ShroudPhotos.com brings together Vernon Miller's scientific images of the disputed relic.
A venerated object of Christian history has been shrouded in mystery for centuries, but a new website has been launched in hopes that more people around the world, including researchers, will be able to gain better insights into it.
That object is the Shroud of Turin, believed by many to be the burial cloth of Christ. Housed in the Cathedral of Turin since the 16th century, it has been an object of fascination over the centuries, and the subject of controversy.
In 1978, scientific photographer Vernon Miller was part of the Shroud of Turin Research Project, which spent more than 100 hours conducting tests on the shroud. Miller attempted to improve on prior photography of the long rectangular cloth. His photos have now been digitized and published at ShroudPhotos. Viewed online, they can be magnified for a look at finer detail — for example, to examine the weave of the cloth.
Catholic News Agency reported that from 1977 to 1981, a team of physicists, chemists, pathologists, and engineers from universities and U.S. government laboratories conducted the Shroud of Turin Research Project, which concluded that “the shroud image is that of a real human form of a scourged, crucified man. It is not the product of an artist. The blood stains are composed of hemoglobin and also give a positive test for serum albumin. The image is an ongoing mystery and until further chemical studies are made, perhaps by this group of scientists, or perhaps by some scientists in the future, the problem remains unsolved.”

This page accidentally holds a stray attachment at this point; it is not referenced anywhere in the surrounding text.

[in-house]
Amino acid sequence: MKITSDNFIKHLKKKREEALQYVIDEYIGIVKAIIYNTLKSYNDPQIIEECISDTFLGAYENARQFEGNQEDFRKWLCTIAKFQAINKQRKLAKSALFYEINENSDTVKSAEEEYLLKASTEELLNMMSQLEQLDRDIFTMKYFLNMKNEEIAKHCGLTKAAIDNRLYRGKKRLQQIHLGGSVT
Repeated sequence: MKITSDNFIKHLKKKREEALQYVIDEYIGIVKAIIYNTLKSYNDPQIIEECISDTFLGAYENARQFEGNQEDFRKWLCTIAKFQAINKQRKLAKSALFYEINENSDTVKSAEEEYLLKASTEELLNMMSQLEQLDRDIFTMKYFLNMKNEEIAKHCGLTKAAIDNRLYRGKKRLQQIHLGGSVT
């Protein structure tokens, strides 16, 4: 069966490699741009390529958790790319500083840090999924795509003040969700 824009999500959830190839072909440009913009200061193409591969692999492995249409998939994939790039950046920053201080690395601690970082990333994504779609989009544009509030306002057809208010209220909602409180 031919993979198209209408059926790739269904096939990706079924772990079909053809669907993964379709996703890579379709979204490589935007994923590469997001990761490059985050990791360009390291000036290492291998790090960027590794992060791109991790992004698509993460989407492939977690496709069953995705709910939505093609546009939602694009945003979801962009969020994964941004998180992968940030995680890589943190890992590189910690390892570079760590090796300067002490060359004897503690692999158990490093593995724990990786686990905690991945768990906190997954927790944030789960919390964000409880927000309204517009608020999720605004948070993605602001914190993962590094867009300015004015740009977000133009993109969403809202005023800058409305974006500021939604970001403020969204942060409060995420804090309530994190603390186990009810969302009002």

The project’s final report added that “no pigments, paints, dyes or stains” were found on the shroud’s fibers, adding that “it is clear that there has been a direct contact of the Shroud with a body, which explains certain features such as scourge marks, as well as the blood. However, while this type of contact might explain some of the features of the torso, it is totally incapable of explaining the image of the face with the high resolution that has been amply demonstrated by photography.”
“The scientific consensus is that the image was produced by something which resulted in oxidation, dehydration and conjugation of the polysaccharide structure of the microfibrils of the linen itself. Such changes can be duplicated in the laboratory by certain chemical and physical processes. A similar type of change in linen can be obtained by sulfuric acid or heat. However, there are no chemical or physical methods known which can account for the totality of the image, nor can any combination of physical, chemical, biological or medical circumstances explain the image adequately.”
The website offers a quick tour of 21 of Miller’s photos, accompanied by basic descriptive information to help those unfamiliar with the Shroud better understand the blood marks and image of the cloth. An in-depth tour categorizes photos by color, size, and image content.
“The astonishing image of the Man of the Shroud tells us much more than what is written here; the image itself expresses its own unique visual story,” says the website’s creators and longtime Shroud researchers, Tom D’Muhala and Gilbert R. Lavoie, M.D. “Even after 40 years (1978-2018) of scientific, medical, forensic, and scriptural study, the photographs still draw our minds into seeking to understand more.”